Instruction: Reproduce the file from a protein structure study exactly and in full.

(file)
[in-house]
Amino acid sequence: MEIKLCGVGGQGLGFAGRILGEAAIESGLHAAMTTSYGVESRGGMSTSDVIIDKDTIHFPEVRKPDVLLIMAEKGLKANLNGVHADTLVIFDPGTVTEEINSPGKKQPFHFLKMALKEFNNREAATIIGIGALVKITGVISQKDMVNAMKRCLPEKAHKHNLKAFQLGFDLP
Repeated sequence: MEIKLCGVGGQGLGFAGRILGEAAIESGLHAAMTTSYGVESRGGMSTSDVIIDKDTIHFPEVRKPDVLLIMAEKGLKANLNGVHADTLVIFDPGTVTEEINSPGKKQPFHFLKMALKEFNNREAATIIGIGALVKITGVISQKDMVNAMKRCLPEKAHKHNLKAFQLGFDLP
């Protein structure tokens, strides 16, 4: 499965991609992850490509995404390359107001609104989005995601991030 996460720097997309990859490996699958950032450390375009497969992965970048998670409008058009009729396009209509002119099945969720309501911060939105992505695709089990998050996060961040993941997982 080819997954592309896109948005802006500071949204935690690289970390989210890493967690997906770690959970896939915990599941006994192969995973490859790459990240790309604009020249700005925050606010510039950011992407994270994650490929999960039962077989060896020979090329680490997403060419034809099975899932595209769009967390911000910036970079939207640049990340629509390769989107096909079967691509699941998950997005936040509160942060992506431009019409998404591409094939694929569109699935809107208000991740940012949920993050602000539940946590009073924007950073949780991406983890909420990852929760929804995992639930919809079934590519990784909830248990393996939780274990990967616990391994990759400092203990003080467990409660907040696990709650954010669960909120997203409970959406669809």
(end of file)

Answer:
[in-house]
Amino acid sequence: MEIKLCGVGGQGLGFAGRILGEAAIESGLHAAMTTSYGVESRGGMSTSDVIIDKDTIHFPEVRKPDVLLIMAEKGLKANLNGVHADTLVIFDPGTVTEEINSPGKKQPFHFLKMALKEFNNREAATIIGIGALVKITGVISQKDMVNAMKRCLPEKAHKHNLKAFQLGFDLP
Repeated sequence: MEIKLCGVGGQGLGFAGRILGEAAIESGLHAAMTTSYGVESRGGMSTSDVIIDKDTIHFPEVRKPDVLLIMAEKGLKANLNGVHADTLVIFDPGTVTEEINSPGKKQPFHFLKMALKEFNNREAATIIGIGALVKITGVISQKDMVNAMKRCLPEKAHKHNLKAFQLGFDLP
């Protein structure tokens, strides 16, 4: 499965991609992850490509995404390359107001609104989005995601991030 996460720097997309990859490996699958950032450390375009497969992965970048998670409008058009009729396009209509002119099945969720309501911060939105992505695709089990998050996060961040993941997982 080819997954592309896109948005802006500071949204935690690289970390989210890493967690997906770690959970896939915990599941006994192969995973490859790459990240790309604009020249700005925050606010510039950011992407994270994650490929999960039962077989060896020979090329680490997403060419034809099975899932595209769009967390911000910036970079939207640049990340629509390769989107096909079967691509699941998950997005936040509160942060992506431009019409998404591409094939694929569109699935809107208000991740940012949920993050602000539940946590009073924007950073949780991406983890909420990852929760929804995992639930919809079934590519990784909830248990393996939780274990990967616990391994990759400092203990003080467990409660907040696990709650954010669960909120997203409970959406669809």